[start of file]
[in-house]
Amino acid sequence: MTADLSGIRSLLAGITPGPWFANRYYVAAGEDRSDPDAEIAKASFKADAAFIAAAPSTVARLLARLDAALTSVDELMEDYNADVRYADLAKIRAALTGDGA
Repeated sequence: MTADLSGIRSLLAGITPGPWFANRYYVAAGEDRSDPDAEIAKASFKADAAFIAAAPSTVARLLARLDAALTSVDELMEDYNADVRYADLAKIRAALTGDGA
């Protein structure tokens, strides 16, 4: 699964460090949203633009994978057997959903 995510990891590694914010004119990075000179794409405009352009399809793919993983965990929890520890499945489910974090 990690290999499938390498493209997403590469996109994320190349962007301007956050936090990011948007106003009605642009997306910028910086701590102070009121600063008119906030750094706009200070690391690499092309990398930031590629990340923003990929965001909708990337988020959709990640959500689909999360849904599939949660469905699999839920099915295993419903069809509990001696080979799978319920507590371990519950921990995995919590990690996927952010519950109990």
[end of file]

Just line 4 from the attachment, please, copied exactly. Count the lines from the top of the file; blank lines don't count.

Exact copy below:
């Protein structure tokens, strides 16, 4: 699964460090949203633009994978057997959903 995510990891590694914010004119990075000179794409405009352009399809793919993983965990929890520890499945489910974090 990690290999499938390498493209997403590469996109994320190349962007301007956050936090990011948007106003009605642009997306910028910086701590102070009121600063008119906030750094706009200070690391690499092309990398930031590629990340923003990929965001909708990337988020959709990640959500689909999360849904599939949660469905699999839920099915295993419903069809509990001696080979799978319920507590371990519950921990995995919590990690996927952010519950109990």